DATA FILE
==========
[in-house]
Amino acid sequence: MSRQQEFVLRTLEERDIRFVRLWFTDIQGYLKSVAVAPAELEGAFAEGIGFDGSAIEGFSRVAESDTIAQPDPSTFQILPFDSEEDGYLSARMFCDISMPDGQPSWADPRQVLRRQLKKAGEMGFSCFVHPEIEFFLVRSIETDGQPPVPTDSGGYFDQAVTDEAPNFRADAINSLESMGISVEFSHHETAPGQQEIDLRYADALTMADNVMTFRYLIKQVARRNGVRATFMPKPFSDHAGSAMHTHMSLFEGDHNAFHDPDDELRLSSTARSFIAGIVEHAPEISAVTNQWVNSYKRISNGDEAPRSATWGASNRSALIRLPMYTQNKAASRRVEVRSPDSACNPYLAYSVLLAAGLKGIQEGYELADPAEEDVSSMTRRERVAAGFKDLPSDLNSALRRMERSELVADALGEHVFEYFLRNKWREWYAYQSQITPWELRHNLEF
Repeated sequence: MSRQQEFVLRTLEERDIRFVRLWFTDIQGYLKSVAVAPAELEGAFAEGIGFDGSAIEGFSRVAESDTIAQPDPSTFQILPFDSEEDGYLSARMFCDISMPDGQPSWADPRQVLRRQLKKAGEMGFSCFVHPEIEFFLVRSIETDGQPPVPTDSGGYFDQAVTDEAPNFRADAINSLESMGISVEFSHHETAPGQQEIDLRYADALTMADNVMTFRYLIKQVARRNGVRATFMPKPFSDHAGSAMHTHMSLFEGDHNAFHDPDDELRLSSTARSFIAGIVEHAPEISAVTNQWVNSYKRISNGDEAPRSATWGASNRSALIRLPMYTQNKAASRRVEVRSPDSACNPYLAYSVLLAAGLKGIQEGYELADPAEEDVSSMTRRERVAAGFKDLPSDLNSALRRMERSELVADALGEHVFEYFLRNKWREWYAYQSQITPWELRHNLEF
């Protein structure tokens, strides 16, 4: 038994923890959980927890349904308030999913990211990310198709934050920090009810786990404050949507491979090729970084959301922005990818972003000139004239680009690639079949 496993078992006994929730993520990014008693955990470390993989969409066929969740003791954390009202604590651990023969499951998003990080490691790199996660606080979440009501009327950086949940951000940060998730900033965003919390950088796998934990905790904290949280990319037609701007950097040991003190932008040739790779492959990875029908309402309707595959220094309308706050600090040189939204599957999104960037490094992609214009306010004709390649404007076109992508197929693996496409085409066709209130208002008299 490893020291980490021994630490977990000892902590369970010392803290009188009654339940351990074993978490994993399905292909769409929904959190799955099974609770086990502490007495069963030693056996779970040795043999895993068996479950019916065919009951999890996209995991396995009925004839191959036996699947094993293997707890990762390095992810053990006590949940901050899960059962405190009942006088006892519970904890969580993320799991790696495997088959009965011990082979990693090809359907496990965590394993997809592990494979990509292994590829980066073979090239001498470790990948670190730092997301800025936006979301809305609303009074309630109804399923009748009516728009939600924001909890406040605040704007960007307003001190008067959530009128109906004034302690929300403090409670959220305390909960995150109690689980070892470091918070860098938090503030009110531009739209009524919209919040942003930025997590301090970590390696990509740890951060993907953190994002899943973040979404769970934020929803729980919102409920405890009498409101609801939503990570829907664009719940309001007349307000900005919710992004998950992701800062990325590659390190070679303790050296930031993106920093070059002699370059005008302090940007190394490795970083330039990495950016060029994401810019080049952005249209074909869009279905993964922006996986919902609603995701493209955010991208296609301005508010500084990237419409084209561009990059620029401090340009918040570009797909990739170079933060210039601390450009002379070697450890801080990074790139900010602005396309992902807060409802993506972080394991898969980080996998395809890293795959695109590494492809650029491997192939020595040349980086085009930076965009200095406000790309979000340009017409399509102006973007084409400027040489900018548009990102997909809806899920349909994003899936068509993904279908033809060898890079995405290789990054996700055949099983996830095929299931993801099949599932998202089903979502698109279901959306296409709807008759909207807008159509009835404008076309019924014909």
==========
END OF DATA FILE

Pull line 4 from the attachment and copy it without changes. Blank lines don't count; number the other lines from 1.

């Protein structure tokens, strides 16, 4: 038994923890959980927890349904308030999913990211990310198709934050920090009810786990404050949507491979090729970084959301922005990818972003000139004239680009690639079949 496993078992006994929730993520990014008693955990470390993989969409066929969740003791954390009202604590651990023969499951998003990080490691790199996660606080979440009501009327950086949940951000940060998730900033965003919390950088796998934990905790904290949280990319037609701007950097040991003190932008040739790779492959990875029908309402309707595959220094309308706050600090040189939204599957999104960037490094992609214009306010004709390649404007076109992508197929693996496409085409066709209130208002008299 490893020291980490021994630490977990000892902590369970010392803290009188009654339940351990074993978490994993399905292909769409929904959190799955099974609770086990502490007495069963030693056996779970040795043999895993068996479950019916065919009951999890996209995991396995009925004839191959036996699947094993293997707890990762390095992810053990006590949940901050899960059962405190009942006088006892519970904890969580993320799991790696495997088959009965011990082979990693090809359907496990965590394993997809592990494979990509292994590829980066073979090239001498470790990948670190730092997301800025936006979301809305609303009074309630109804399923009748009516728009939600924001909890406040605040704007960007307003001190008067959530009128109906004034302690929300403090409670959220305390909960995150109690689980070892470091918070860098938090503030009110531009739209009524919209919040942003930025997590301090970590390696990509740890951060993907953190994002899943973040979404769970934020929803729980919102409920405890009498409101609801939503990570829907664009719940309001007349307000900005919710992004998950992701800062990325590659390190070679303790050296930031993106920093070059002699370059005008302090940007190394490795970083330039990495950016060029994401810019080049952005249209074909869009279905993964922006996986919902609603995701493209955010991208296609301005508010500084990237419409084209561009990059620029401090340009918040570009797909990739170079933060210039601390450009002379070697450890801080990074790139900010602005396309992902807060409802993506972080394991898969980080996998395809890293795959695109590494492809650029491997192939020595040349980086085009930076965009200095406000790309979000340009017409399509102006973007084409400027040489900018548009990102997909809806899920349909994003899936068509993904279908033809060898890079995405290789990054996700055949099983996830095929299931993801099949599932998202089903979502698109279901959306296409709807008759909207807008159509009835404008076309019924014909």